“My business won’t be affected by fraud, It’s too small to be a target.”
“We know our customers and it’s always been ok so far.”
“We try to be aware but we know we don’t do enough to protect ourselves, so far we’ve been lucky.”
These are the kind of statements many businesses come up with when I speak to them about the threats of corporate fraud. The truth is that although small businesses often think they’re not, they are in fact extremely vulnerable, as many fraudsters see them as easy or soft targets.
Focusses the mind, doesn’t it. So what do you need to know.
Types of Fraud to look out for
Fraudsters are extremely entrepreneurial! They’re always thinking of new scams and tricks to dupe unsuspecting businesses. The fraudsters’ top modus operandi is abusing payment methods. A recent scam involves an urgent request by ‘senior/top management’ for a money transfer for a sensitive transaction that tries to bypass normal procedures. A second fraudster poses as a lawyer. Review internal procedures about how transactions are requested and approved. Ensure staff stick to procedures and checks at all times, make it clear that even a CEO/MD would never ask staff to flout these. If in doubt check with your finance director, who should not mind being asked!
Here are some other key areas & issues to be wary of…
Many general supplier scams involve abusing the purchasing process. Suppliers (or fake suppliers) use various methods such as fake invoices, advance fee scams, procurement fraud, insolvent trading and phoenix companies which dissolve/reappear as a different company after receiving the goods but without paying, and telemarketing office supply scams that con employees into ordering, and paying for, unwanted overpriced goods.
Employee fraud includes scams such as procurement fraud, expenses fraud, false accounting, payment and receipt fraud and even personnel management such as abuse of sick leave and flexi-working as well as asset and information exploitation where employees use the company for personal gain.
Customer-based scams often use cheque overpayment and reimbursement requests as well as electronic payment and card fraud using stolen cards or cardholder not present tactics. Longer term fraud, where customers establish a trading history before then placing big orders, receiving the goods and disappearing. This type of scam also often targets new online companies, defrauding them in a much shorter timeframe.
Computer software fraud can involve fraudsters pretending to be tech support from big IT companies like Microsoft or Apple. They ask to verify credit card details etc to obtain access to systems. The Microsoft Lottery is also a popular scam – it does not exist.
Today ‘assets’ are as much our online identity as stock and property. The top scams include ID fraud, IP theft, hacking, account takeovers as well as insider fraud where employees (or third parties) abuse their position to steal cash, credit notes, intellectual property and more.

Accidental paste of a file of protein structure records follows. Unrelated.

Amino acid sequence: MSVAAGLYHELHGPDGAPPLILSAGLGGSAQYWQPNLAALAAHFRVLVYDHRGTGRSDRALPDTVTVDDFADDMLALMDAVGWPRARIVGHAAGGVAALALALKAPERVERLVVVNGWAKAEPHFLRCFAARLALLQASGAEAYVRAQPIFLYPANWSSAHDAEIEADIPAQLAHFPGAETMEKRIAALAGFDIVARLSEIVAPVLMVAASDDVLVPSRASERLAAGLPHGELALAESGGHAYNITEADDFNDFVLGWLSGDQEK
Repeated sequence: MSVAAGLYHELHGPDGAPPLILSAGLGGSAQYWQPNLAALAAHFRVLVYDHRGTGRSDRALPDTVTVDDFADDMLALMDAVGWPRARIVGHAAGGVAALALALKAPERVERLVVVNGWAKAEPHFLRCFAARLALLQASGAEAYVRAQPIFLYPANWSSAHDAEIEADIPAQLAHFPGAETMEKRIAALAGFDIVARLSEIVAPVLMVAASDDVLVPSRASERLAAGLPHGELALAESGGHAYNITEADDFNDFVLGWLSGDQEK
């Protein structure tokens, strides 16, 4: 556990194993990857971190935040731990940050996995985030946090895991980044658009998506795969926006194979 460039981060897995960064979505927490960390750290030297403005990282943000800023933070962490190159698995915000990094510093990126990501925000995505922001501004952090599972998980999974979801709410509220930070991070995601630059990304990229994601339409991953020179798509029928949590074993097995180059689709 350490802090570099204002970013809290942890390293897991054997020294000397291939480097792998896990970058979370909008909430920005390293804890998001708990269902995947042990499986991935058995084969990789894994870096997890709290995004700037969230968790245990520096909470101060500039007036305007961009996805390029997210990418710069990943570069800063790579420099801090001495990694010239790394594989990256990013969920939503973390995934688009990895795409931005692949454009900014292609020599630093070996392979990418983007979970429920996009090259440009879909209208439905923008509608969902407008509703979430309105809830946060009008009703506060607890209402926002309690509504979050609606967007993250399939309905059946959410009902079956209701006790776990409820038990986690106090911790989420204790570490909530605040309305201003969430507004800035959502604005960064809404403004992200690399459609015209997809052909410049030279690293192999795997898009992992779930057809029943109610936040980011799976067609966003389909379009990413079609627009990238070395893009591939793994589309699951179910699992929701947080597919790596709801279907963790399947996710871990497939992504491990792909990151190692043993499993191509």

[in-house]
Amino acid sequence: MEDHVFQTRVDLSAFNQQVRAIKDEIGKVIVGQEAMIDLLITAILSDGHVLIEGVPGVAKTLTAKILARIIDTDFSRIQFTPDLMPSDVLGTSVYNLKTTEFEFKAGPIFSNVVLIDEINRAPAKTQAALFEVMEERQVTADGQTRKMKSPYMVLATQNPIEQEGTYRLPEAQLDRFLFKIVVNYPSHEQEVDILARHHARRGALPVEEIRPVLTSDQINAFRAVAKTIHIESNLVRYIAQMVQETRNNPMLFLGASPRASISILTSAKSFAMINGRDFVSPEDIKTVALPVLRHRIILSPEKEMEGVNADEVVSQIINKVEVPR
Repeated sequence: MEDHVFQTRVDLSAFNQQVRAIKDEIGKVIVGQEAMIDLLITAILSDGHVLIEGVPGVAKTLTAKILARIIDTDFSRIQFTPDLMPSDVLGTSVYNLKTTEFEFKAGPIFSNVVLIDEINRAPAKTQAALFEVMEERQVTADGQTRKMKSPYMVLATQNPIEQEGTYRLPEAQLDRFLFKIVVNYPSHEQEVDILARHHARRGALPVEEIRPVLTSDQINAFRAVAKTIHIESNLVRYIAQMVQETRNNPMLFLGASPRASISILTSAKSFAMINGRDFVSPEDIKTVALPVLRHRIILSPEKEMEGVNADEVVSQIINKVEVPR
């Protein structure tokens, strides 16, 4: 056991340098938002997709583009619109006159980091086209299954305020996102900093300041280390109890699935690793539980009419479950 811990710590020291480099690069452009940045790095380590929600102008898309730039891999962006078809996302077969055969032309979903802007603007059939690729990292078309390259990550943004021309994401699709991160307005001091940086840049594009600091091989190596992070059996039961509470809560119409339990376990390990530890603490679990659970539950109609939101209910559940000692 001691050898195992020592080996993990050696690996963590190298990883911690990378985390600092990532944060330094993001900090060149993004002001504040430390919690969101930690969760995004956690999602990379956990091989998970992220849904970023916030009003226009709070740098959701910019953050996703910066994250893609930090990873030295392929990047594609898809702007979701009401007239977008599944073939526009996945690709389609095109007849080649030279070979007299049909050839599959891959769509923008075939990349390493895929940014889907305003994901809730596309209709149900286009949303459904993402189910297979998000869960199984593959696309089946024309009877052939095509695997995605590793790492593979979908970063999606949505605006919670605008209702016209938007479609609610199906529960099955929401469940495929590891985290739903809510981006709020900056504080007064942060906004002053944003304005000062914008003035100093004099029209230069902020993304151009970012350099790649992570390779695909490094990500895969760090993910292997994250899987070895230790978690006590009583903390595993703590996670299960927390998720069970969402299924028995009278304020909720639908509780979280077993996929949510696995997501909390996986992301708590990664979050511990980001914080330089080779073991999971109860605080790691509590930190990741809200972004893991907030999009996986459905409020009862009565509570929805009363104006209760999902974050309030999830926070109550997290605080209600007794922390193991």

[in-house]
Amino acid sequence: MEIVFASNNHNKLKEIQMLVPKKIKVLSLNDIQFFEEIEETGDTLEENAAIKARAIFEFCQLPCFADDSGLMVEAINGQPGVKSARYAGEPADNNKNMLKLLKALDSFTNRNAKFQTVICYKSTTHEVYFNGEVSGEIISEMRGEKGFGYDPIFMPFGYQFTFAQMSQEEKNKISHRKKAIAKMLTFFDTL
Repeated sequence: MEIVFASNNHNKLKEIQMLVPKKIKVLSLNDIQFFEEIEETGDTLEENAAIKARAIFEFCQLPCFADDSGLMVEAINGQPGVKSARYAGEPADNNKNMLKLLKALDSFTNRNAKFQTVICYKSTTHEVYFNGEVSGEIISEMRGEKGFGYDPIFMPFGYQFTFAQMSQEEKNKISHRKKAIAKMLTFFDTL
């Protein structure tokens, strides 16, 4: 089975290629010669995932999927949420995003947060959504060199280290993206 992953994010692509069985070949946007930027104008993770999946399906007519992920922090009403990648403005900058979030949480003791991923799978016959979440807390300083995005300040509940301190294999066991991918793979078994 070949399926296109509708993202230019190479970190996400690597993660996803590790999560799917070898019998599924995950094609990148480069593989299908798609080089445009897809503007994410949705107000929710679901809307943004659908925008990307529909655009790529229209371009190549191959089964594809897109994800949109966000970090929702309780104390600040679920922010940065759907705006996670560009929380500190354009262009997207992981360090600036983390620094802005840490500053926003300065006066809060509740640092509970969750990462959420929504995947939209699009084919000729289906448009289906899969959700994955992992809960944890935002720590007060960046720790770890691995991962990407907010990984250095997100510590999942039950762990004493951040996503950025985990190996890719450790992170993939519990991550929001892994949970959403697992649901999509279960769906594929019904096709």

Business directory, marketing and charitable donation scams use innocuous or rejection documents with small print to trick companies into signing up to their services and ‘donations’ – obviously they’re not bona fide.
My top tips to help your business avoid becoming a victim of fraud
- Deny requests to dodge proper process (invoicing, payment, delivery). Always ask for invoices, never pay out because you feel pressurised, always get everything signed off through the proper verification processes.
- Check and (if in doubt) double check email addresses and phone numbers before making transactions. Check for one or two letters difference from a true company email/domain.
- Look for irregular purchasing patterns, lack of interest in products, bulk buying, delivery irregularities. If in doubt, ask questions about the order or request more ID.
- Be suspicious of cheques made for more than the order amount, requesting the difference to be transferred back.
- For online based transactions, set up bank verification systems such as Verified by Visa or MasterCard SecureCode to give added protection.
- Check credit history of trade customers and research their online reputation – or even publicly filed records such as those at their Companies House.
- Be wary of emails with internet hyperlinks to click on. Hover over the link to check the web address, if you have any doubts about that web address, type it into Google (NOT your browser) and you may find it is a fraud.
Want more info? Here are my top 10 useful links.
- Action Fraud is the national fraud and cyber crime reporting centre. It provides useful prevention advice as well as free fraud alerts detailing new scams.
- Get Safe Online provides business advice to safeguard physical and data security.
- The Information Commissioner’s Office offers A practical Guide to Online Security
- The Fraud Advisory Panel provides advice on how to protect your business.
- Chartered Institute of Personnel & Development provides advice on managing (and mitigating) staff fraud.
- Experian provides credit checks as well as advice and updates on their ID and fraud blog
- Financial Fraud Action UK has advice on electronic payments (Cards)
- The Bank of England website offers guidance on counterfeit cash & currency
- The Cheque & Credit Clearing Company provides tips to avoid cheque fraud
- Even more sites and useful information can be found here.
WrightCFO is an outsourced Finance Director consultancy specialising in part-time FD contracts in the SME market. Contact me for a free consultation.